Chipotle Orange DressingTangy. Spicy. Citrusy. Not only is the color on this dressing vibrant, but the flavors are as well. Pair it with a mango or pineapple salad for a great summer dressing. Although this flavor combination is not available in a store-bought version, there are some chipotle dressings out there. This creamy one is to be avoided. -the ingredients comparison- Water, Soybean Oil, Sugar, Egg Yolk, Salt, Dried Onion, Spices, Less Than 1% of: Chipotle Chili Powder, Dried Red & Green Bell Pepper, Sour Cream Powder (Cream, Nonfat Milk, Cultures), Paprika, Dried Garlic, Nonfat Milk Solids, Cream, Buttermilk Solids, Cultured Nonfat Milk, Cheddar Cheese Powder & Cheddar Cheese (Cultured Milk, Salt, Enzymes), Vinegar, Phosphoric Acid, Modified Food Starch, Xanthan Gum, Natural Flavors (Soy), Corn Flour, Dextrose, Monosodium Glutamate, Citric Acid, With Sodium Benzoate, Potassium Sorbate, And Calcium Disodium EDTA as Preservatives. Instead of buying something like that, play with this recipe to get a creamy version. Leave out the orange, add some sour cream and maybe throw in some spices like garlic and paprika. Don't be afraid to take these recipes and make a new version before reaching for that bottle with 30 ingredients! (yes, I counted)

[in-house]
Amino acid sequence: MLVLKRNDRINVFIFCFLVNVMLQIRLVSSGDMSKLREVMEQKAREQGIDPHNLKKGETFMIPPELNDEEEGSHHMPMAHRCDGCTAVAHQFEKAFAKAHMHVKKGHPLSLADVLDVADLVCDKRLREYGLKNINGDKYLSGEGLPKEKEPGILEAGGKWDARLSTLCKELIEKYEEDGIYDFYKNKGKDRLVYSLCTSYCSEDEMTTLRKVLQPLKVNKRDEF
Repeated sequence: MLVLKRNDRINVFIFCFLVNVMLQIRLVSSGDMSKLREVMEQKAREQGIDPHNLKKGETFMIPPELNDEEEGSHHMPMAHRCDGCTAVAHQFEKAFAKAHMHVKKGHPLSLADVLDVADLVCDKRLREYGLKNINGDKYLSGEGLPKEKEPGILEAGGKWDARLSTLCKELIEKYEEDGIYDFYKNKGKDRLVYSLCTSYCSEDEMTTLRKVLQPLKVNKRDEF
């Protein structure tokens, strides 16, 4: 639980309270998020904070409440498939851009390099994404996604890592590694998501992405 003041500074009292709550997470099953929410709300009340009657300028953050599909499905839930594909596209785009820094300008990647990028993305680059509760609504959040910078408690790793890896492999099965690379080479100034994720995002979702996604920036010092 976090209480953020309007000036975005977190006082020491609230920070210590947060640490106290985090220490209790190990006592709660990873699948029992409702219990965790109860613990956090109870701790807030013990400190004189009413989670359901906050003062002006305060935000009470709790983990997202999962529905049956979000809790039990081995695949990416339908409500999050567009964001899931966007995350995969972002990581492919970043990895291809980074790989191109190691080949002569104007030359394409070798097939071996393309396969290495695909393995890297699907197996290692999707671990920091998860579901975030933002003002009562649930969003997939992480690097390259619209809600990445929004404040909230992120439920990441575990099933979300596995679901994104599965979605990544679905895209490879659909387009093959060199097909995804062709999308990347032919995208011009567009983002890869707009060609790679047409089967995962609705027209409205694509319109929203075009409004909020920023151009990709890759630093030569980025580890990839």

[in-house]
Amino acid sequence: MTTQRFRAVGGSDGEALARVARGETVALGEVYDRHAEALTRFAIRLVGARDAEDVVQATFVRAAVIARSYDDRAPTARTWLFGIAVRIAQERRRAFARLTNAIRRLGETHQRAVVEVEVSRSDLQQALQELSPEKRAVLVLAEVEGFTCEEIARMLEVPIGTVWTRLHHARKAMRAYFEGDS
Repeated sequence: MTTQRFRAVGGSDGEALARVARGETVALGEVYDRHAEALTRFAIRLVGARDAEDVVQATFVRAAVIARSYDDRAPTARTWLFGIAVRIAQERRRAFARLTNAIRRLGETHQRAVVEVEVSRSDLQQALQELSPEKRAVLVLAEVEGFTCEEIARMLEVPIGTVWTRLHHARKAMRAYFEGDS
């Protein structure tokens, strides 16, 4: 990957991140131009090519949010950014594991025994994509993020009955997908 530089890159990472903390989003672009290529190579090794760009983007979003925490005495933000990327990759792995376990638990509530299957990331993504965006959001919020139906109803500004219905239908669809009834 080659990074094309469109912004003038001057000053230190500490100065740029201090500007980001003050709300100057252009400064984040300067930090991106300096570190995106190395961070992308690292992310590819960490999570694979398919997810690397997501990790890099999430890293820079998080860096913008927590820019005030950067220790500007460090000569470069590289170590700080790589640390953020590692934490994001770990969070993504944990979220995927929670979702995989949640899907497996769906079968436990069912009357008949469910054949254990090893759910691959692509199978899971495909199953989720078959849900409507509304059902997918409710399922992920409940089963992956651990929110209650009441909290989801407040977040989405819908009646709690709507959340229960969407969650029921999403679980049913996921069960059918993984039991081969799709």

Classic Caesar DressingMy absolute favorite salad is a Caesar salad. It is my go-to order at most restaurants. I never seem to get tired of it. And to me, it is not a Caesar without anchovies. Those pungent, salty little fish really make this dressing special. And here is more encouragement to make your own... -The Ingredients Comparison- Soybean Oil, Water, Distilled Vinegar, Egg Yolks, Sugar, Parmesan Cheese (Milk, Cheese Cultures, Salt, Enzymes), Salt, Anchovies (Fish), Soy Sauce (Water, Wheat, Soybeans, Salt), Garlic, Spices, Phosphoric Acid, Onion, Monosodium Glutamate, Sorbic Acid and Sodium Benzoate and Calcium Disodium EDTA (Used to Protect Quality), Corn Syrup, Polysorbate 60, Xanthan Gum, Garlic Powder, Soy Flour, Autolyzed Yeast Extract, Natural and Artificial Flavors, Tamarind.